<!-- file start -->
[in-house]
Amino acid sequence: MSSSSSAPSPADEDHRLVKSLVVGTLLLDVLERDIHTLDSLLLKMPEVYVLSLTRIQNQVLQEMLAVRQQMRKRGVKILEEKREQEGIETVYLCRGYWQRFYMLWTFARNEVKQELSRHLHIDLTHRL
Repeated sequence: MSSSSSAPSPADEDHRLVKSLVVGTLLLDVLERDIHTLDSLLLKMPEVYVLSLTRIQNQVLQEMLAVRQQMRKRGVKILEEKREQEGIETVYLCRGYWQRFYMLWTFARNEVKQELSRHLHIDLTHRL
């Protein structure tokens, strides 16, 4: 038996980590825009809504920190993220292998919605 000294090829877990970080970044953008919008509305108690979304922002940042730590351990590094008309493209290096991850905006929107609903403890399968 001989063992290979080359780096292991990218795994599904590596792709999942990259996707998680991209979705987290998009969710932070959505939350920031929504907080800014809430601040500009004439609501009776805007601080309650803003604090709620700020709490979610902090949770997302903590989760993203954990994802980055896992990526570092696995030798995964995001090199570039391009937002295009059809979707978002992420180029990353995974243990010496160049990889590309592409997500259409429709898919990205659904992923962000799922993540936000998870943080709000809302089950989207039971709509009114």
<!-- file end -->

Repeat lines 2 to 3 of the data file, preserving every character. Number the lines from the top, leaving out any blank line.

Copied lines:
Amino acid sequence: MSSSSSAPSPADEDHRLVKSLVVGTLLLDVLERDIHTLDSLLLKMPEVYVLSLTRIQNQVLQEMLAVRQQMRKRGVKILEEKREQEGIETVYLCRGYWQRFYMLWTFARNEVKQELSRHLHIDLTHRL
Repeated sequence: MSSSSSAPSPADEDHRLVKSLVVGTLLLDVLERDIHTLDSLLLKMPEVYVLSLTRIQNQVLQEMLAVRQQMRKRGVKILEEKREQEGIETVYLCRGYWQRFYMLWTFARNEVKQELSRHLHIDLTHRL